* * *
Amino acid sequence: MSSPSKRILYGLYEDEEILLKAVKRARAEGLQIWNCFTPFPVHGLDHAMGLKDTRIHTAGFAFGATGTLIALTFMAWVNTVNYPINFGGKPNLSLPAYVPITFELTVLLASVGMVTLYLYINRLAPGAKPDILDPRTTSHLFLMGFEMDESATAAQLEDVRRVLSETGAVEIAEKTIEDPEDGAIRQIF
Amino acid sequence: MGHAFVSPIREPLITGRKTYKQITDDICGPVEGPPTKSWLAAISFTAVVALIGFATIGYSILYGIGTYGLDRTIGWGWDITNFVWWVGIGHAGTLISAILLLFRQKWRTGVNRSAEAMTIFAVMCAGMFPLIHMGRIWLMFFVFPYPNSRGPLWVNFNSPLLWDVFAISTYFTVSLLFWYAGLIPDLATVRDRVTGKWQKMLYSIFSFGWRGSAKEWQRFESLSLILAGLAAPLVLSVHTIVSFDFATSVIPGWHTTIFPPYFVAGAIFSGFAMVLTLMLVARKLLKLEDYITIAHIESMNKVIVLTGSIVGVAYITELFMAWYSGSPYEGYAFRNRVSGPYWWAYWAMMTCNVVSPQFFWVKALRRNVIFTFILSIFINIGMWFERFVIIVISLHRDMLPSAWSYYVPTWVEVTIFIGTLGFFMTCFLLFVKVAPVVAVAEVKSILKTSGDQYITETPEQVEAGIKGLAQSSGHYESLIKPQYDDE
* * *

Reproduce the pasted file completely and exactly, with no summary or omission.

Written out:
Amino acid sequence: MSSPSKRILYGLYEDEEILLKAVKRARAEGLQIWNCFTPFPVHGLDHAMGLKDTRIHTAGFAFGATGTLIALTFMAWVNTVNYPINFGGKPNLSLPAYVPITFELTVLLASVGMVTLYLYINRLAPGAKPDILDPRTTSHLFLMGFEMDESATAAQLEDVRRVLSETGAVEIAEKTIEDPEDGAIRQIF
Amino acid sequence: MGHAFVSPIREPLITGRKTYKQITDDICGPVEGPPTKSWLAAISFTAVVALIGFATIGYSILYGIGTYGLDRTIGWGWDITNFVWWVGIGHAGTLISAILLLFRQKWRTGVNRSAEAMTIFAVMCAGMFPLIHMGRIWLMFFVFPYPNSRGPLWVNFNSPLLWDVFAISTYFTVSLLFWYAGLIPDLATVRDRVTGKWQKMLYSIFSFGWRGSAKEWQRFESLSLILAGLAAPLVLSVHTIVSFDFATSVIPGWHTTIFPPYFVAGAIFSGFAMVLTLMLVARKLLKLEDYITIAHIESMNKVIVLTGSIVGVAYITELFMAWYSGSPYEGYAFRNRVSGPYWWAYWAMMTCNVVSPQFFWVKALRRNVIFTFILSIFINIGMWFERFVIIVISLHRDMLPSAWSYYVPTWVEVTIFIGTLGFFMTCFLLFVKVAPVVAVAEVKSILKTSGDQYITETPEQVEAGIKGLAQSSGHYESLIKPQYDDE